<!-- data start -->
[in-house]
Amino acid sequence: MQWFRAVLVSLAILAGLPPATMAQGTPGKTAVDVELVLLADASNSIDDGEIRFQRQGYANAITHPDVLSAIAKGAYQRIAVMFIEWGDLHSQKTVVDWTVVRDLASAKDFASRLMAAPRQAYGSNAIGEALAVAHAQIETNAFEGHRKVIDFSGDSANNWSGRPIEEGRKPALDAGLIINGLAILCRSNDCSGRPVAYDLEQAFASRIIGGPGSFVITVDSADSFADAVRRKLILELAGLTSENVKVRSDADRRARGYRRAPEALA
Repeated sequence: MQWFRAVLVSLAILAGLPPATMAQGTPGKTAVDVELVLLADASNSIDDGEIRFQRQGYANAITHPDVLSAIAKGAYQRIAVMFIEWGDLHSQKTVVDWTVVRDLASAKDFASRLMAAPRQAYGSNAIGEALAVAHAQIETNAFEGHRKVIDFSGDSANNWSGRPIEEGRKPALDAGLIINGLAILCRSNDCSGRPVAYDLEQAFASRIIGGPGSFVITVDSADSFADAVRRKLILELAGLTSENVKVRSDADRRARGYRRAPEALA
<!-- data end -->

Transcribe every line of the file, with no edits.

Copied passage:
[in-house]
Amino acid sequence: MQWFRAVLVSLAILAGLPPATMAQGTPGKTAVDVELVLLADASNSIDDGEIRFQRQGYANAITHPDVLSAIAKGAYQRIAVMFIEWGDLHSQKTVVDWTVVRDLASAKDFASRLMAAPRQAYGSNAIGEALAVAHAQIETNAFEGHRKVIDFSGDSANNWSGRPIEEGRKPALDAGLIINGLAILCRSNDCSGRPVAYDLEQAFASRIIGGPGSFVITVDSADSFADAVRRKLILELAGLTSENVKVRSDADRRARGYRRAPEALA
Repeated sequence: MQWFRAVLVSLAILAGLPPATMAQGTPGKTAVDVELVLLADASNSIDDGEIRFQRQGYANAITHPDVLSAIAKGAYQRIAVMFIEWGDLHSQKTVVDWTVVRDLASAKDFASRLMAAPRQAYGSNAIGEALAVAHAQIETNAFEGHRKVIDFSGDSANNWSGRPIEEGRKPALDAGLIINGLAILCRSNDCSGRPVAYDLEQAFASRIIGGPGSFVITVDSADSFADAVRRKLILELAGLTSENVKVRSDADRRARGYRRAPEALA